It was a 3 story house with 4 large rooms on each floor, 2 massive chimneys and 8 fireplaces. Looking at the photo, you can see the details of the fireplaces and the separation of each of the floors. There were secret places to hide in the house with large closets accessible from the bedrooms. On the first floor, between the kitchen and living room, there was a small room with an 8 foot dutch oven built into the base of the large chimney, all brick faced, with iron doors for 2 large ovens. This dutch oven was not used by the Barrett family but it was the centerpiece of the house. The house was wired for electricity in the 1940’s and the family had a radio in the living room and an electric washer with a ringer for the laundry. The children helped with the household and farm chores; baking bread, pies, cakes, canning vegetables and fruits, jams and pickles. All these were stored in the cellar along with potatoes, squash, and cabbage for the winter. After helping with the chores the children would explore and play in the woods nearby.
Attached to the front and side of the house was a large porch about 8 feet deep. There were at least 6 pillars in the front of the house and 3 along the side. The lawn contained a large tree and a circular driveway.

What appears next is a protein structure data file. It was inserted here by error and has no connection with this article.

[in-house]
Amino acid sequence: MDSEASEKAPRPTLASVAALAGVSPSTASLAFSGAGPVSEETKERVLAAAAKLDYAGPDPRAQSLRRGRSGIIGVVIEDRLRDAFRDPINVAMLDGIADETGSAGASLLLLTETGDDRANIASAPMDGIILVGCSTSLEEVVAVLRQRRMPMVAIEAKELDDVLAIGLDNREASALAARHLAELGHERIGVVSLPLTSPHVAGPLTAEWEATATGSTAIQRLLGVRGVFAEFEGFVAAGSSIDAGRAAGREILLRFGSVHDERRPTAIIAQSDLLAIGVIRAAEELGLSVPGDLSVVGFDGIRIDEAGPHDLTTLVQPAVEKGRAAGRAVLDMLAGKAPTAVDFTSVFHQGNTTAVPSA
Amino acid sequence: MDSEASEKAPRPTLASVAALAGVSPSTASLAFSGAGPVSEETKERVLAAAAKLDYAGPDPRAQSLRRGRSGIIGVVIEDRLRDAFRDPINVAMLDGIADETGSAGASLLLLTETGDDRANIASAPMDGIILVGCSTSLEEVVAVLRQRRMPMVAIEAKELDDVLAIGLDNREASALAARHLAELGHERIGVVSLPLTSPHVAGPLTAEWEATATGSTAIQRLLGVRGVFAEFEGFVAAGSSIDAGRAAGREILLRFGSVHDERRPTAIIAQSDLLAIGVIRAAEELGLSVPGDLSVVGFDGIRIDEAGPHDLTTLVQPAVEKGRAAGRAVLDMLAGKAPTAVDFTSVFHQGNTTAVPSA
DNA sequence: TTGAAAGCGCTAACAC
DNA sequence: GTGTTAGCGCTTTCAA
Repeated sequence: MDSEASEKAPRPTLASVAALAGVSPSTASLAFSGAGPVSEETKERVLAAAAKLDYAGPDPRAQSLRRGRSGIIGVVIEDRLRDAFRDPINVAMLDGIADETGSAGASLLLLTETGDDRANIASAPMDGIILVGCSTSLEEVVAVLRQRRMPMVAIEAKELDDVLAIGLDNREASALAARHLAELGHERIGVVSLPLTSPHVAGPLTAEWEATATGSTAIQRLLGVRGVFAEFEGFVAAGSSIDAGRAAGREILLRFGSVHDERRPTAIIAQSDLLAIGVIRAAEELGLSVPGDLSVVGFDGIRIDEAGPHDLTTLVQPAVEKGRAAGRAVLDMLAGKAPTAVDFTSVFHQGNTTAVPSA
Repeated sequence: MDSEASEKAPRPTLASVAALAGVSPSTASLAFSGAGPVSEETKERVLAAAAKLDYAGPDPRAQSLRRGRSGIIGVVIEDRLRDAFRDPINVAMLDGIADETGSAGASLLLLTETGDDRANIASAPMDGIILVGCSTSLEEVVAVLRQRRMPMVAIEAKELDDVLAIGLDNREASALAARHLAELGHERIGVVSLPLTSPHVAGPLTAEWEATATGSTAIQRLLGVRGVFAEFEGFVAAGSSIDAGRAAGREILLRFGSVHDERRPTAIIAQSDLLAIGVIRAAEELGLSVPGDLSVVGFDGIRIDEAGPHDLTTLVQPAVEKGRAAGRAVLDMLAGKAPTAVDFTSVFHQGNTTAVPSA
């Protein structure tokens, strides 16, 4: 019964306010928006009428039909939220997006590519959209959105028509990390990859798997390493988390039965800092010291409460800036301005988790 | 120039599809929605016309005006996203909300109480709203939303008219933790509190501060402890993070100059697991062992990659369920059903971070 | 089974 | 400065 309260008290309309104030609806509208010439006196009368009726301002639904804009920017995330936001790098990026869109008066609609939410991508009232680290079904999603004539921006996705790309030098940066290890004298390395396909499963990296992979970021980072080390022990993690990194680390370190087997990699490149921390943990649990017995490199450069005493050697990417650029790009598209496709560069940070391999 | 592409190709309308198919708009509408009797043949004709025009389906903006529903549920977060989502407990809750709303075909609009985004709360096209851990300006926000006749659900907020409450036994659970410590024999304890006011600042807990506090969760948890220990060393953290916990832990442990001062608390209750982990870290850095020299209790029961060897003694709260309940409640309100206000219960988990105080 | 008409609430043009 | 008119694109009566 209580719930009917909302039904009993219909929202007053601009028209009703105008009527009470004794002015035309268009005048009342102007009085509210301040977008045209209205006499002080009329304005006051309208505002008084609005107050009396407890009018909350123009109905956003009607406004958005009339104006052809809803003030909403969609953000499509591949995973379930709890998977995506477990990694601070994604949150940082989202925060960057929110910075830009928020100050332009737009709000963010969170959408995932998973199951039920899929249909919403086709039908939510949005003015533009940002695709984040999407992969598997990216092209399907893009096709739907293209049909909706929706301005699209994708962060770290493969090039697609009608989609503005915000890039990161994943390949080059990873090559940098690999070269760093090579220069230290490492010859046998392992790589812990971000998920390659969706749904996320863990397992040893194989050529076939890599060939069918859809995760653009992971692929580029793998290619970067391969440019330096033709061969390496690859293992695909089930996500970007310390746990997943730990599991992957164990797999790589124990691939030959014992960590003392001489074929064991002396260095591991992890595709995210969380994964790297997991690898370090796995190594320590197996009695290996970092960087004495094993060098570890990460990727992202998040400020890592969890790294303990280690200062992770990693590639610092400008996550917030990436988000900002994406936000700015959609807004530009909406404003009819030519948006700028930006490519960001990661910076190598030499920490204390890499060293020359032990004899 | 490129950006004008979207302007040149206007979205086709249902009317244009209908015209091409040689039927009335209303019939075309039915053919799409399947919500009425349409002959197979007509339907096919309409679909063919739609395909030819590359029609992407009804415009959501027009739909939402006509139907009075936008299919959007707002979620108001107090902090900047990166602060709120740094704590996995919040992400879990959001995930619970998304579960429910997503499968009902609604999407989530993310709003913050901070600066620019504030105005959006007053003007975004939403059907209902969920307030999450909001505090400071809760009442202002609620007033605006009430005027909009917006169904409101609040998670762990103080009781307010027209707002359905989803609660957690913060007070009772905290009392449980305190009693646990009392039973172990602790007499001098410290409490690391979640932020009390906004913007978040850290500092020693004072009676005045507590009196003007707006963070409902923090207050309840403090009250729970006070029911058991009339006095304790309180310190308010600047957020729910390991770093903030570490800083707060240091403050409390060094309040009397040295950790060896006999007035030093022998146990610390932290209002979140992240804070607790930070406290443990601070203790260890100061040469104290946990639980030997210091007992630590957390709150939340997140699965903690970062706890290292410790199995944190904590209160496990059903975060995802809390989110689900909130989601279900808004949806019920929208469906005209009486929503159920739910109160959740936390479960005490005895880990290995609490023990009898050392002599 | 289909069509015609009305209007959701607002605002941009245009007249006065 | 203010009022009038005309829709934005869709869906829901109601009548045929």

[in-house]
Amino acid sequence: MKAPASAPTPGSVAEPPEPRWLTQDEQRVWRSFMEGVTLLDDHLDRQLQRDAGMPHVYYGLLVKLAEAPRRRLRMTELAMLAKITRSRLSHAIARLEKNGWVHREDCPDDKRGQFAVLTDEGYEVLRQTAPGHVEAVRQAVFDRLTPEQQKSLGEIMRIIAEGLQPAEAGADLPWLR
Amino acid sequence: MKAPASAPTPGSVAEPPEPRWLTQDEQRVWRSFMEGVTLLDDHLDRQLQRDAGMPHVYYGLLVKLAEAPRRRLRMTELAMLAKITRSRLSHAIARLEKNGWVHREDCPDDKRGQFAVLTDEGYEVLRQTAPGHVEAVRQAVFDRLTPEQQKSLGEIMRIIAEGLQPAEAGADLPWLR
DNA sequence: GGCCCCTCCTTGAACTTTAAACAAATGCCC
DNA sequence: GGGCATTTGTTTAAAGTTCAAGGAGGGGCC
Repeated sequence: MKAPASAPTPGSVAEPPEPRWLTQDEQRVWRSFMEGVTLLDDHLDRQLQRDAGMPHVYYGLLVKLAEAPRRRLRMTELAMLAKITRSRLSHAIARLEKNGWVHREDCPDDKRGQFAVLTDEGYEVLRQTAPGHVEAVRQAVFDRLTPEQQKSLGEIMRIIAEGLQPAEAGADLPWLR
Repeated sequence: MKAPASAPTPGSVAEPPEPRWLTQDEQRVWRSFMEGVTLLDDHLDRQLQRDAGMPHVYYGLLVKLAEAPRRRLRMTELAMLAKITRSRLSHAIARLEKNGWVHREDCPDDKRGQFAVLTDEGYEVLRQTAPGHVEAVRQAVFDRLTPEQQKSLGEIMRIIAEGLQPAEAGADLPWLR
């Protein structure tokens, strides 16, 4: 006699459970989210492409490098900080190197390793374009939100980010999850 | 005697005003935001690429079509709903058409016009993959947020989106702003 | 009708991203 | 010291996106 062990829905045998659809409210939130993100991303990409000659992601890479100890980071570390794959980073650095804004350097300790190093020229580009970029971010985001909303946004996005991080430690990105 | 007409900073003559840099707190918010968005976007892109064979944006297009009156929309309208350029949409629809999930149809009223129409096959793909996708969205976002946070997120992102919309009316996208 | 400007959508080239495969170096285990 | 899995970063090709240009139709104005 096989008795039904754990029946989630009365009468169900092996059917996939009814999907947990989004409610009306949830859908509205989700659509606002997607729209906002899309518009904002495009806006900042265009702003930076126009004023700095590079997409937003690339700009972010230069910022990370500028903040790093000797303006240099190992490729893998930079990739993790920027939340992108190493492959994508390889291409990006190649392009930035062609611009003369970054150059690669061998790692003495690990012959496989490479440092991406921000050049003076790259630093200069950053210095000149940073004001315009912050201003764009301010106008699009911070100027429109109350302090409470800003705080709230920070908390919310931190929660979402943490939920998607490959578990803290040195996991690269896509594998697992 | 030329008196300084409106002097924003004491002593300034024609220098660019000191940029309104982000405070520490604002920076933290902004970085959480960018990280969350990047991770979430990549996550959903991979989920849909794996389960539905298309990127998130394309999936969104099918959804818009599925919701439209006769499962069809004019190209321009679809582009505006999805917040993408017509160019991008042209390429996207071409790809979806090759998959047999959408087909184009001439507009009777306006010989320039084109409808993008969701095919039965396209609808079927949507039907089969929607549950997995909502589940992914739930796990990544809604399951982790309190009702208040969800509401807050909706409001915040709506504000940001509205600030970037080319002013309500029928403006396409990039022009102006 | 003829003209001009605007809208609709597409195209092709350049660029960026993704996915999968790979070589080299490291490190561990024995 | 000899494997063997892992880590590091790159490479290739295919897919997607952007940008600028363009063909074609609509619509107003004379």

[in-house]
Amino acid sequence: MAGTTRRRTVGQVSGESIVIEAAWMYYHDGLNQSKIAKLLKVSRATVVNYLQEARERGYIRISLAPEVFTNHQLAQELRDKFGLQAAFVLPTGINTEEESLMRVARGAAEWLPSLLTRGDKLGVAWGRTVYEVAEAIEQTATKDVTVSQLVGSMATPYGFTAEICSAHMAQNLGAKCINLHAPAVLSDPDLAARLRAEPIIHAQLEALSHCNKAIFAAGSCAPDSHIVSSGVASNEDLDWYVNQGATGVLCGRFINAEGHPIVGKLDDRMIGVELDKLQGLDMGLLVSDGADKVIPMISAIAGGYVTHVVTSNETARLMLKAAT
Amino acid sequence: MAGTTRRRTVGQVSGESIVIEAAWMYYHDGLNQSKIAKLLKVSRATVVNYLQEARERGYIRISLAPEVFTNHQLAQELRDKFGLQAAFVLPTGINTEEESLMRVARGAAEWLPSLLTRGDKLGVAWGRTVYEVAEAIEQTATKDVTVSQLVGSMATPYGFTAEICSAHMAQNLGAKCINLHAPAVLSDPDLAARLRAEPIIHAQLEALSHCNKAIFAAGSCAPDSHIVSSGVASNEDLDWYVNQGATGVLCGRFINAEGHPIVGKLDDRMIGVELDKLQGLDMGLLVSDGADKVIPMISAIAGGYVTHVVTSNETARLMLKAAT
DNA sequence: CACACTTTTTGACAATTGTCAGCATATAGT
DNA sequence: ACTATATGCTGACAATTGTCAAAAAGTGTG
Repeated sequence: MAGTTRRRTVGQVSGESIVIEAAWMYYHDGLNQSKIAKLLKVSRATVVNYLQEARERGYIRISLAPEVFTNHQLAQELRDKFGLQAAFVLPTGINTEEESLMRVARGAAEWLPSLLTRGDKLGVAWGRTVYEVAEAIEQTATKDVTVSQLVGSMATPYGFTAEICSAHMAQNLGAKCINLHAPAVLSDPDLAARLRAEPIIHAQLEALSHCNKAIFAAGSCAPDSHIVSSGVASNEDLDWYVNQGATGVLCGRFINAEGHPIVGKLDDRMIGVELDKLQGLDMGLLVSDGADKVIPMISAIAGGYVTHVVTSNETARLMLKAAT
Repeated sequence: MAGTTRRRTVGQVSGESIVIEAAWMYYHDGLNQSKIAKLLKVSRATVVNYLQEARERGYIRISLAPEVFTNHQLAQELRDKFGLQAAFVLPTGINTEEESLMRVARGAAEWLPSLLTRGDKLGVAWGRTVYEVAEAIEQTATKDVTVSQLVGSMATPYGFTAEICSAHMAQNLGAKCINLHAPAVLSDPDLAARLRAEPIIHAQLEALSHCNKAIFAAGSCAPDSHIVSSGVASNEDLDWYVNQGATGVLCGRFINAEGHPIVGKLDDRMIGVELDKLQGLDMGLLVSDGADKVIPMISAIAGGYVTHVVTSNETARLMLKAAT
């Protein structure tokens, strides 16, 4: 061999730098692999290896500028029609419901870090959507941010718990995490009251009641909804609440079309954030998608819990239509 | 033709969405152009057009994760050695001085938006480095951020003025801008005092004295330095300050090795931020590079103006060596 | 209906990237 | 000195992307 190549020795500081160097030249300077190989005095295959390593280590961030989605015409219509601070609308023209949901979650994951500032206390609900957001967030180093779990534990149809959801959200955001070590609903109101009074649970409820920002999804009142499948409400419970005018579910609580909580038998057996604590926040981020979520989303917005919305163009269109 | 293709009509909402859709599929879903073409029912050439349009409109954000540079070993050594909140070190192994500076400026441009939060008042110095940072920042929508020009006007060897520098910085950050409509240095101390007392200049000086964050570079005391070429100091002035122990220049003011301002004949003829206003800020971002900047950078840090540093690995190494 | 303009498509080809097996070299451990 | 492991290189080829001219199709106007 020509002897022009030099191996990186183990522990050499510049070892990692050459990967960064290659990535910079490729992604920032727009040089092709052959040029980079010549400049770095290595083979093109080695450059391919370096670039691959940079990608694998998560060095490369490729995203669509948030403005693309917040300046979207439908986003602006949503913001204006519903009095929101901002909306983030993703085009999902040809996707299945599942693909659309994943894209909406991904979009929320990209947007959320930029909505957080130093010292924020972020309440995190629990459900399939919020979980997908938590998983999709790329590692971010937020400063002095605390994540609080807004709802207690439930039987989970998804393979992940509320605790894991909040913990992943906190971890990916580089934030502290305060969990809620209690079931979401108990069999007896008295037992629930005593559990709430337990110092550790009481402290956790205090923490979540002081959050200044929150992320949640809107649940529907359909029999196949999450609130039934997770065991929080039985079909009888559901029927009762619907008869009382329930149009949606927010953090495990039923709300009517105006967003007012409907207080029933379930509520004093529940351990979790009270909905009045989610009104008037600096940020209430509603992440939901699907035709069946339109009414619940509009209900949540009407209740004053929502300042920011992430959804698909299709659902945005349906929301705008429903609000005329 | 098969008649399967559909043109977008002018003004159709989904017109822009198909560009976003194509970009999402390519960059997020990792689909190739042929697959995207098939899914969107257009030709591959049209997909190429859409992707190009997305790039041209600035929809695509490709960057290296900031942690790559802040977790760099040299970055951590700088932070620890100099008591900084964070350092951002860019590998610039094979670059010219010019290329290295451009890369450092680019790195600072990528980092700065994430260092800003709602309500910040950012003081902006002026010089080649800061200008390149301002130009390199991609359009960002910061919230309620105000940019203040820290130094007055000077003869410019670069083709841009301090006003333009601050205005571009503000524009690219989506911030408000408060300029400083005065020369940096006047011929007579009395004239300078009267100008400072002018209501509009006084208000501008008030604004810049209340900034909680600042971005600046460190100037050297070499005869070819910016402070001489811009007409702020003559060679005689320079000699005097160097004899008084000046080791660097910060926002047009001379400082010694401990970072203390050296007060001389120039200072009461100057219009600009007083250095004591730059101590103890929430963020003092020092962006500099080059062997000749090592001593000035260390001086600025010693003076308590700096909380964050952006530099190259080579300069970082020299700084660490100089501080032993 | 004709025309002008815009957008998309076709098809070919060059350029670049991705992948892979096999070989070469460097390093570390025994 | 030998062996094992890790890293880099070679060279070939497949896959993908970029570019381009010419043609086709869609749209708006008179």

The earliest family to occupy this house that we know much about was that of Zaccheus Colburn, born 1765 the youngest son of Thomas and Mary Colburn. He married Rachel Hills in 1788 and they purchased this home from Ebenezer Dakin. Little is known of Ebenezer except that he was on the tax list from 1745 to 1793. Zaccheus and Rachel has a family of three sons and two daughters. One son died young. The other two sons, Elijah and Zaccheus, studied for and became medical doctors. Dr Elijah began his medical career in Hudson about 1823 and by 1825 had settled in Nashua where he had a long and useful career. Dr. Zaccheus began his career with his brother Elijah in Nashua until 1831; then returned to Hudson and practiced until 1838 at which time he moved to Manchester. The youngest daughter, Molly, married Thomas B. Wason and they remained on the farm with her parents. Thomas was active in town affairs; serving as a selectman and representative to state legislature. In fact, it was Thomas who presented the motion to the NH Lesiglature in 1830 to change the name of Nottingham West to Hudson.